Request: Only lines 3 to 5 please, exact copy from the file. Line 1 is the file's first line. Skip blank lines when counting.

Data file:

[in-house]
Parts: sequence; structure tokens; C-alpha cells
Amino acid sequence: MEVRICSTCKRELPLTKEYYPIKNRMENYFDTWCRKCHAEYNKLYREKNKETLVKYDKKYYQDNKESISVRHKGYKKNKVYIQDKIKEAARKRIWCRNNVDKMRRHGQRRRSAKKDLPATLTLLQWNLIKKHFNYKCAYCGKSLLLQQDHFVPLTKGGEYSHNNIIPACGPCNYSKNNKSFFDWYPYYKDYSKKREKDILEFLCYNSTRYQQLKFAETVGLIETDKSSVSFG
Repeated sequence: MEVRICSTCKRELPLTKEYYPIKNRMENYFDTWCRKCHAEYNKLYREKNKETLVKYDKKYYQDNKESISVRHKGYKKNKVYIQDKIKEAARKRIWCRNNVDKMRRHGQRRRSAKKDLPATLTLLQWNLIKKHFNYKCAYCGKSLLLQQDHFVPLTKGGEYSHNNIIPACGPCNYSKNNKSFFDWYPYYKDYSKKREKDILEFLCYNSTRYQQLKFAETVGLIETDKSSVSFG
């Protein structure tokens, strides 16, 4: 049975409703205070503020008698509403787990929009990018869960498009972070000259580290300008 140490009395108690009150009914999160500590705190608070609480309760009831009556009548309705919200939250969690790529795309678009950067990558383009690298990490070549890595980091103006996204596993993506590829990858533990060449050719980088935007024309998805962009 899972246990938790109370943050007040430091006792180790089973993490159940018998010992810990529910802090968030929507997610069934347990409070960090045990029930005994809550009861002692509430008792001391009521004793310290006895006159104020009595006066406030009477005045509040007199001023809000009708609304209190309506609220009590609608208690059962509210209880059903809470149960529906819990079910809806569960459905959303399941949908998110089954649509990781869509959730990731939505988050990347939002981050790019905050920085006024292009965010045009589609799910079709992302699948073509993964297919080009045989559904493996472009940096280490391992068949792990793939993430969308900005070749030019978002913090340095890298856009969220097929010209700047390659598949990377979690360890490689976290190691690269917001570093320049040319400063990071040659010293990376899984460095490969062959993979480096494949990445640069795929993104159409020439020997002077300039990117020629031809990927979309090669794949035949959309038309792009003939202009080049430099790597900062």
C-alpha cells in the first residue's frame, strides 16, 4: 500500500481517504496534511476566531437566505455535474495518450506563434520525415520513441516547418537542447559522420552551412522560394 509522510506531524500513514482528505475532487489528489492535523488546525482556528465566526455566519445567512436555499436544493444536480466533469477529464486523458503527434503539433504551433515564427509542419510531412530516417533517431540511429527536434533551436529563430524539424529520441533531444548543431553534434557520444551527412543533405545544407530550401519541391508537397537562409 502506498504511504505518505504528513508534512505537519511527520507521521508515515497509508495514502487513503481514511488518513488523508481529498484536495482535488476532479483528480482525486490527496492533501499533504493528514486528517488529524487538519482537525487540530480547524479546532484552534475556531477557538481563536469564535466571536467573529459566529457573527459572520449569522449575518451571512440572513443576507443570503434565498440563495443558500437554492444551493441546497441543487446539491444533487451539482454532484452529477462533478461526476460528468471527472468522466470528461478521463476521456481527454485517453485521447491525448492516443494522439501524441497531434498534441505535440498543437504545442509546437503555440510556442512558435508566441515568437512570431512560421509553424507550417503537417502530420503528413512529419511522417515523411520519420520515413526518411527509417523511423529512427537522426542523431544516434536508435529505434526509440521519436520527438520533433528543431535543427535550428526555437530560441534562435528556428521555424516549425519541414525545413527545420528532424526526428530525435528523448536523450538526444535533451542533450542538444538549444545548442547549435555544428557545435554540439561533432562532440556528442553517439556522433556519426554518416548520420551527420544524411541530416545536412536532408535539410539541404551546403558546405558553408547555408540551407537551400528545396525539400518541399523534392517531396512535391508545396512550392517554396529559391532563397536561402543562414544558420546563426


Amino acid sequence: MEVRICSTCKRELPLTKEYYPIKNRMENYFDTWCRKCHAEYNKLYREKNKETLVKYDKKYYQDNKESISVRHKGYKKNKVYIQDKIKEAARKRIWCRNNVDKMRRHGQRRRSAKKDLPATLTLLQWNLIKKHFNYKCAYCGKSLLLQQDHFVPLTKGGEYSHNNIIPACGPCNYSKNNKSFFDWYPYYKDYSKKREKDILEFLCYNSTRYQQLKFAETVGLIETDKSSVSFG
Repeated sequence: MEVRICSTCKRELPLTKEYYPIKNRMENYFDTWCRKCHAEYNKLYREKNKETLVKYDKKYYQDNKESISVRHKGYKKNKVYIQDKIKEAARKRIWCRNNVDKMRRHGQRRRSAKKDLPATLTLLQWNLIKKHFNYKCAYCGKSLLLQQDHFVPLTKGGEYSHNNIIPACGPCNYSKNNKSFFDWYPYYKDYSKKREKDILEFLCYNSTRYQQLKFAETVGLIETDKSSVSFG
């Protein structure tokens, strides 16, 4: 049975409703205070503020008698509403787990929009990018869960498009972070000259580290300008 140490009395108690009150009914999160500590705190608070609480309760009831009556009548309705919200939250969690790529795309678009950067990558383009690298990490070549890595980091103006996204596993993506590829990858533990060449050719980088935007024309998805962009 899972246990938790109370943050007040430091006792180790089973993490159940018998010992810990529910802090968030929507997610069934347990409070960090045990029930005994809550009861002692509430008792001391009521004793310290006895006159104020009595006066406030009477005045509040007199001023809000009708609304209190309506609220009590609608208690059962509210209880059903809470149960529906819990079910809806569960459905959303399941949908998110089954649509990781869509959730990731939505988050990347939002981050790019905050920085006024292009965010045009589609799910079709992302699948073509993964297919080009045989559904493996472009940096280490391992068949792990793939993430969308900005070749030019978002913090340095890298856009969220097929010209700047390659598949990377979690360890490689976290190691690269917001570093320049040319400063990071040659010293990376899984460095490969062959993979480096494949990445640069795929993104159409020439020997002077300039990117020629031809990927979309090669794949035949959309038309792009003939202009080049430099790597900062």